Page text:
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Phylodynamic reconstruction reveals norovirus GII.4 epidemic expansions and their molecular determinants.

Siebenga JJ, Lemey P, Kosakovsky Pond SL, Rambaut A, Vennema H, Koopmans M - PLoS Pathog. (2010)

Bottom Line: The GII.4 strains included in our analyses evolved at a rate of 4.3-9.0x10(-3) mutations per site per year, and share a most recent common ancestor in the early 1980s.While a number of the computationally determined adaptively evolving sites were on the surface of the capsid and possible subject to immune selection, we also detected sites that were subject to constrained or compensatory evolution due to secondary RNA structures, relevant in virus-replication.We highlight codons that may prove useful in identifying emerging novel variants, and, using these, indicate that the novel 2008 variant is more likely to cause a future epidemic than the 2007 variant.

View Article: PubMed Central - PubMed

Affiliation: National Institute for Public Health and the Environment, RIVM, Bilthoven, The Netherlands. joukjes@yahoo.co.uk

ABSTRACT
Noroviruses are the most common cause of viral gastroenteritis. An increase in the number of globally reported norovirus outbreaks was seen the past decade, especially for outbreaks caused by successive genogroup II genotype 4 (GII.4) variants. Whether this observed increase was due to an upswing in the number of infections, or to a surveillance artifact caused by heightened awareness and concomitant improved reporting, remained unclear. Therefore, we set out to study the population structure and changes thereof of GII.4 strains detected through systematic outbreak surveillance since the early 1990s. We collected 1383 partial polymerase and 194 full capsid GII.4 sequences. A Bayesian MCMC coalescent analysis revealed an increase in the number of GII.4 infections during the last decade. The GII.4 strains included in our analyses evolved at a rate of 4.3-9.0x10(-3) mutations per site per year, and share a most recent common ancestor in the early 1980s. Determinants of adaptation in the capsid protein were studied using different maximum likelihood approaches to identify sites subject to diversifying or directional selection and sites that co-evolved. While a number of the computationally determined adaptively evolving sites were on the surface of the capsid and possible subject to immune selection, we also detected sites that were subject to constrained or compensatory evolution due to secondary RNA structures, relevant in virus-replication. We highlight codons that may prove useful in identifying emerging novel variants, and, using these, indicate that the novel 2008 variant is more likely to cause a future epidemic than the 2007 variant. While norovirus infections are generally mild and self-limiting, more severe outcomes of infection frequently occur in elderly and immunocompromized people, and no treatment is available. The observed pattern of continually emerging novel variants of GII.4, causing elevated numbers of infections, is therefore a cause for concern.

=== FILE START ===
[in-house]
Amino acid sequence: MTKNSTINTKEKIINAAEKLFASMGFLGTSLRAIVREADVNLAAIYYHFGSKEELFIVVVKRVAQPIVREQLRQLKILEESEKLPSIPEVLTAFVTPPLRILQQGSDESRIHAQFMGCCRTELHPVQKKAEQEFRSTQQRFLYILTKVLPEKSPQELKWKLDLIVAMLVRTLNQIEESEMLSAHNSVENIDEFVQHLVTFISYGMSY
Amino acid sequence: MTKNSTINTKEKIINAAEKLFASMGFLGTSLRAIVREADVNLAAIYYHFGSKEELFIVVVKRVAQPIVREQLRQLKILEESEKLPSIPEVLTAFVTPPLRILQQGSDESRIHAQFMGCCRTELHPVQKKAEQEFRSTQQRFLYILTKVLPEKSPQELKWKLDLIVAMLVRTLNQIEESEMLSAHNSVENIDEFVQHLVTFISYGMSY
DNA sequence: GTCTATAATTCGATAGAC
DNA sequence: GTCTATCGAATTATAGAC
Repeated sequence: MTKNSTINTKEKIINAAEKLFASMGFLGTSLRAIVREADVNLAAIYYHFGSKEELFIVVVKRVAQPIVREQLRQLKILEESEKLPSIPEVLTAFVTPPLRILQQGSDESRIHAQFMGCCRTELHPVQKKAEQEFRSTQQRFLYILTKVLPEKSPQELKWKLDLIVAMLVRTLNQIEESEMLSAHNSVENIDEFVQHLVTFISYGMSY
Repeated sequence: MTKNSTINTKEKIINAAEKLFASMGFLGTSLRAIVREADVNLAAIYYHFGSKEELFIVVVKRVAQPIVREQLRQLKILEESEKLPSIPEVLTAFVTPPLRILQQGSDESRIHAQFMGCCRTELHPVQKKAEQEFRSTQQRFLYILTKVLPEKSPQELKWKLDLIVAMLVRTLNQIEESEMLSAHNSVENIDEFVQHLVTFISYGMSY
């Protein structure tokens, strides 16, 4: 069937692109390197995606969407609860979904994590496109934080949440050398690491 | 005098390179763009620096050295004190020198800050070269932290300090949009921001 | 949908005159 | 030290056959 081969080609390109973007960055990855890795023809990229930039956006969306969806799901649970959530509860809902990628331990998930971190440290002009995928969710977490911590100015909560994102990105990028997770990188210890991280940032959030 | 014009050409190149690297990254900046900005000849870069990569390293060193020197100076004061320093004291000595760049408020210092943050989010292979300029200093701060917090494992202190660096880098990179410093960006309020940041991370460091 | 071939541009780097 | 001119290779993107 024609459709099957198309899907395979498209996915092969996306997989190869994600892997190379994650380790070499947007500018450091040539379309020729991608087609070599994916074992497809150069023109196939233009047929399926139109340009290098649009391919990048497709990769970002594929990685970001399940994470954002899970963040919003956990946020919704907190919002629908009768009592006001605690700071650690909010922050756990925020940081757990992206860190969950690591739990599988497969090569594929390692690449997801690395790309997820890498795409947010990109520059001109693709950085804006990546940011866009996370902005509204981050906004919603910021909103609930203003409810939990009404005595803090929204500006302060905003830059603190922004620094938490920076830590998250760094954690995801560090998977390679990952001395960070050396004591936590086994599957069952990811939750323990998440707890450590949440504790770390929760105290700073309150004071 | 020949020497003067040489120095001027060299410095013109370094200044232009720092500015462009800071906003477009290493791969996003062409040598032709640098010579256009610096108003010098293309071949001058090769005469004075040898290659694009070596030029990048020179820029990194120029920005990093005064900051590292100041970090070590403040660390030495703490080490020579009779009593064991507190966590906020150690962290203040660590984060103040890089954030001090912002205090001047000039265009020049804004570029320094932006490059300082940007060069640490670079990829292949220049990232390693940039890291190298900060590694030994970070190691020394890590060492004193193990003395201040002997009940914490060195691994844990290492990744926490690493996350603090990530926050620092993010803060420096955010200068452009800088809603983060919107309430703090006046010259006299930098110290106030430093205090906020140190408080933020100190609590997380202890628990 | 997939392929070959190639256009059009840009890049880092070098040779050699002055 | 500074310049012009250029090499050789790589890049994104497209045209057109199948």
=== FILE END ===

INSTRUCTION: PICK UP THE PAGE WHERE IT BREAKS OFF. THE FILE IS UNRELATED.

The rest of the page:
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Sites identified by molecular adaptation analyses located on top of the GII.4 capsid dimer.Two parts of the dimer were given different shades of blue, the sites identified as under positive selection, co-evolving with other sites, or sites previously identified to be involved in host-interactions, were colored yellow. Ligands (B trisaccaride) bound in the binding pocket are shown in red. Protein structure 2OBT was used for generating this representation [53].
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ppat-1000884-g005: Sites identified by molecular adaptation analyses located on top of the GII.4 capsid dimer.Two parts of the dimer were given different shades of blue, the sites identified as under positive selection, co-evolving with other sites, or sites previously identified to be involved in host-interactions, were colored yellow. Ligands (B trisaccaride) bound in the binding pocket are shown in red. Protein structure 2OBT was used for generating this representation [53].

Mentions: All sites for which molecular adaptation was detected are listed presented in Table 3. We marked relevant sites located on top of the capsid dimer in Figure 5.